I love hemodynamics in the cath lab and appreciate the opportunity to address problems with measurements and their interpretation. Dr. Safwan Kassas, from the Michigan Cardiovascular Institute, asked the following questions concerning hemodynamic calculations.
1. A high cardiac output during right heart catheterization (RHC) in the absence of sepsis should trigger suspicion for intra-cardiac shunting. What cardiac output (CO) values should raise my suspicion and start my diagnostic work-up for shunting?
Normal PA O2 saturations range from 65-75%. Values higher than 75% indicate a higher than usual cardiac output, that may or may not be appropriate for the clinical presentation. The absolute value of the cardiac output is not what triggers the investigation of a shunt, but rather the increase in O2 saturation between right heart chambers. When doing a right heart catheterization, one should always obtain a superior vena cava (SVC) or inferior vena cava (IVC) saturation and pulmonary artery (PA) saturation, at the minimum. If the O2 step-up (increase) between chambers (IVC/SVC vs. PA) exceeds 7%, then the possibility of left-to-right shunt must be excluded. For right-to-left shunts, this is not usually a silent entity and one should have clinical findings, meaning increased right atrial, right ventricular, and PA pressures, to have high suspicion for right-to-left shunts.
2. Does sinus tachycardia or sinus bradycardia affect the pressure gradient across the aortic valve?
Pressure gradients change with increasing or decreasing flow. Normal valves have no gradient and changes in heart rate will not artificially produce a gradient. In valves with stenoses, sinus tachycardia usually produces increased cardiac output (stroke volume x heart rate), and thus the increased flow will increase an aortic or mitral valve gradient. Bradycardia produces longer periods of diastole and will not often affect aortic gradients unless associated with lower cardiac output, but may reduce mitral gradients, because of the longer time permitting decompression of the left atrial (LA) flow into the left ventricle (LV).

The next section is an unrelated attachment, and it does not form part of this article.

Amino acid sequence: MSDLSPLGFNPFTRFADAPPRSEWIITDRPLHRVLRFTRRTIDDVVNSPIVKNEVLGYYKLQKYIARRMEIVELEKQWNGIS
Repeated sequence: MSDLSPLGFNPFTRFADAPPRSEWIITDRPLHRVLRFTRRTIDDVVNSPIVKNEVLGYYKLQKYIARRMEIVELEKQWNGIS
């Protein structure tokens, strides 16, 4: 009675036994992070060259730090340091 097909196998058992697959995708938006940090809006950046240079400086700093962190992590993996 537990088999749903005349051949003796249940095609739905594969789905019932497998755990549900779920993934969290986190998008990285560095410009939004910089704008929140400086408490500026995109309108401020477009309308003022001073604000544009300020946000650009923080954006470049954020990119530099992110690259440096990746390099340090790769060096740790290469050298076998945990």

3. When calculating CO using the thermodilution method, what is the correct volume to inject, 5cc or 10cc? Does the speed of injection matter?
Thermodilution cardiac output accuracy depends on several factors. Injection of bolus saline at room temperature is as good as cold saline. The bolus injected through the right atrial port should be quick, so as not to let the bolus spread through dilution. The quick bolus must mix completely, with blood traveling through the RV into the PA, where it is detected and the area under the temperature curve computed to produce the cardiac output number. Interference with the bolus transit after injection by tricuspid regurgitation or stenosis, shunts, or very low cardiac output will produce a wide variation of measurements. It is customary to inject 10cc of saline bolus. Remember to input the right calibration factor on the thermodilution cardiac output computer (TD instrument) for the catheter being used.